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Audio APIs for Linux [Dec. 5th, 2007|11:20 pm]
“Nightwatch”
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[Current Mood |hungryhungry]

Some observations on Linux desktop audio APIs.


  • ALSA is a nice driver framework. ALSA sucks as a high-level audio API. Stop coding your general desktop use app in it. It is hard to configure and finicky, and most apps that claim to support it (e.g. ZSNES) don't actually support it very well.

  • OSS is great if you are living in the days when a Sound Blaster 16 was a high-level audio card. Unfortunately, these days we need more than one program to be able to play sound at one time. More often than not, ESounD or aRts will be hogging /dev/dsp, resulting in incredibly confusing error messages to the end user. If your app (I'm looking at you, Praat and VMware) still uses OSS, please do us all a favor and upgrade.

  • ESounD is GNOME only and basically works, but for real time apps it is slooooooow.

  • aRts is KDE only, and since Ubuntu is the way things are increasingly going, it's more likely than not not installed on your users' machines.



What does that leave? It's an option that is all too often forgotten:

  • SDL. SDL is simple and it has a remarkable tendency to just work. There are bindings to every language in existence, it's a mature codebase, and it embodies the Unix design philosophy well. Plus, if you write in SDL, you're portable to Windows and Mac OS X too!


I write this after fiddling with audio setting after audio setting in various programs, trying to get them to all work properly together, but to no avail. Then I set all the programs' audio output to SDL, and every single program worked.

If you're writing a Linux audio program, do your users a favor and use SDL by default.
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Comments:
[User Picture]From: ralesk
2007-12-06 08:52 am (UTC)
OSS does have multiplexing — if the sound card does too. Not particularly sure how automatic it is (I see people mentioning horrible things like “oh, you should just point your software towards /dev/dsp1 if dsp0 is locked”).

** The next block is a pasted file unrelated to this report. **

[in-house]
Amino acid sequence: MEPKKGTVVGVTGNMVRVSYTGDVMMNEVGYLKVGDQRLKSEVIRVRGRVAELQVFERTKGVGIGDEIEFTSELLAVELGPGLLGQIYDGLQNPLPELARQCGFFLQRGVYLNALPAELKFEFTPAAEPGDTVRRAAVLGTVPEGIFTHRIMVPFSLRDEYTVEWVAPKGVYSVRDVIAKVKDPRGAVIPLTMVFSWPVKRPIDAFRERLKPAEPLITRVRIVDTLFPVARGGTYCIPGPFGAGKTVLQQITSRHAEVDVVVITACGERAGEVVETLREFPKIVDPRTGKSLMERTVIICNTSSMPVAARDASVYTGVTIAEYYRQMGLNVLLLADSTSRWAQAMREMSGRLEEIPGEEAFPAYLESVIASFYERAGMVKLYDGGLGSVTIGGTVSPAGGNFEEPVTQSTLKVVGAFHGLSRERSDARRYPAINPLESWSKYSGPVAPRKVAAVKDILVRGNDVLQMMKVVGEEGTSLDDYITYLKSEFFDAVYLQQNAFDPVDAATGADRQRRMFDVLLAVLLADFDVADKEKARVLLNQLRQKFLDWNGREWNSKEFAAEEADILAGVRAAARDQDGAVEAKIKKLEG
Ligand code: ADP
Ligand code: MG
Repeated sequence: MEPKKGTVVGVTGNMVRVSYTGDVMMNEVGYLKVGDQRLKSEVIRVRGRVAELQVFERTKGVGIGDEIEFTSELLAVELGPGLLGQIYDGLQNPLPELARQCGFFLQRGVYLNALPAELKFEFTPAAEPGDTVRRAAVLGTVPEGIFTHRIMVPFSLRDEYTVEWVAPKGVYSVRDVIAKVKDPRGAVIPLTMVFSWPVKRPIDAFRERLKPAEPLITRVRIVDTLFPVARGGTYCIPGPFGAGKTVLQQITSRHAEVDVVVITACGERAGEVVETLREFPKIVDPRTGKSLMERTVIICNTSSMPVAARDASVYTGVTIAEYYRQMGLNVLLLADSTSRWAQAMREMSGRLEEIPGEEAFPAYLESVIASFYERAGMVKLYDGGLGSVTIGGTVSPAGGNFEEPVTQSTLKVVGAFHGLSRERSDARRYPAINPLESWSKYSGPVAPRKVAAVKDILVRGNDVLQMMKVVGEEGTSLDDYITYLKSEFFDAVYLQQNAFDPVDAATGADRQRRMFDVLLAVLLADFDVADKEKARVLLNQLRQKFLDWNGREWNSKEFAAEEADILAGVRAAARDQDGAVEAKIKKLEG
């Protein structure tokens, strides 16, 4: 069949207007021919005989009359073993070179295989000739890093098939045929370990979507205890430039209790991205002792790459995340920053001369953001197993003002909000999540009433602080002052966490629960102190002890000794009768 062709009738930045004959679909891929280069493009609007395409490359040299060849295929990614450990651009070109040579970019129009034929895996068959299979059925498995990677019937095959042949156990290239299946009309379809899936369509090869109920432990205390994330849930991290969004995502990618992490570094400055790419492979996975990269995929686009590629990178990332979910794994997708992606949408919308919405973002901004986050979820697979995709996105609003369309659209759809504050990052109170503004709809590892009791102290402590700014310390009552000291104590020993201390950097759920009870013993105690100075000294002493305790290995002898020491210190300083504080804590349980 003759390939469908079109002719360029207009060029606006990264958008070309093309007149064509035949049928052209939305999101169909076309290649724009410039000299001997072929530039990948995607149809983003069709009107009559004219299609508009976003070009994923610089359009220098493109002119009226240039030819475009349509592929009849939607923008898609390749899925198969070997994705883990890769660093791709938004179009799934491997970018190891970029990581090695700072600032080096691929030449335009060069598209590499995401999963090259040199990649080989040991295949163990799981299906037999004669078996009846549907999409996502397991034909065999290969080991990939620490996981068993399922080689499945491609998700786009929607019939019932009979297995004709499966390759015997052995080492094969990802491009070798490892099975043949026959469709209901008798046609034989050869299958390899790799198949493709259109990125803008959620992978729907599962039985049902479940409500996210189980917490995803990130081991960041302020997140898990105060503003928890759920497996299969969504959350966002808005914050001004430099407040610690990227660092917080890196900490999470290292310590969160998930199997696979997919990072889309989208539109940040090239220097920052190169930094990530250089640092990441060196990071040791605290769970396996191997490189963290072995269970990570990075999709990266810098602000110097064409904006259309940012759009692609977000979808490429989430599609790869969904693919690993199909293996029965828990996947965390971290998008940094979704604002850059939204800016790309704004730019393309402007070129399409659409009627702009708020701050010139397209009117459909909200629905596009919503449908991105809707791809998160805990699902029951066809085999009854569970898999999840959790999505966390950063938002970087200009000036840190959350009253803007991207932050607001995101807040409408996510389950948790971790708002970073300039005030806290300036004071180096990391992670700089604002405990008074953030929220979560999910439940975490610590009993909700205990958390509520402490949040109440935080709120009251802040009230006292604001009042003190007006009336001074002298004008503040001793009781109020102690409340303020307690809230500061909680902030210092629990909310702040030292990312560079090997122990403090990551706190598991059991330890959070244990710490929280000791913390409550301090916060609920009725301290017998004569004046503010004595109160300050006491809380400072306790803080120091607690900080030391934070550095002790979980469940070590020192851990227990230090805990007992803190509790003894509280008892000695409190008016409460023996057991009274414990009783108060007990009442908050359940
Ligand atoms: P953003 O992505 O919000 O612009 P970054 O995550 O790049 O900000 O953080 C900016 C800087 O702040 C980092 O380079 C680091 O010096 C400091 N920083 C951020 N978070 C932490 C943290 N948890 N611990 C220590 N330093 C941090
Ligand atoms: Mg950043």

Same problem really as with ALSA: if the sound card doesn’t (which is like 99% of today’s cards as no person bothers buying a sound card anymore), you’re screwed, because inevitably someone will hog the card somehow. dmix has a tendency to save the world, but sometimes not. FreeBSD does some similar things to their OSS, and it too tends to work most of the time (not enough experience with it due to PC-BSD being full of fail and aids with my network cards).

ALSA seems to have severe quality issues, especially when it comes to cards only supporting a certain resolution and ALSA or software set to another. It’ll convert, but it’ll also sound like arse (probably there’s no decent interpolation being done, because that’s “too much CPU” or some bullshit like that).


Another thing that sounds great is the PortAudio libraries. Too bad they’re ridiculously slow at getting V19 out.
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[User Picture]From: ralesk
2007-12-06 06:36 pm (UTC)
Also. faRts is installed on my Kubuntu o_O Will be finally left to die as KDE 4 rolls out.
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[User Picture]From: night_watch
2007-12-06 07:31 pm (UTC)
Yeah, I forgot to mention that aRts is deprecated anyhow.

I think SDL is an example of the "all software problems can be solved by adding an additional layer of indirection" principle at work. :D
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[User Picture]From: ralesk
2007-12-06 09:04 pm (UTC)
That’s typically what sound servers tried to do, but all failed at it in an epic manner.

SDL is surprisingly decent, at least there seem to be a few software written on it that happen to be really good. Schism Tracker for example.
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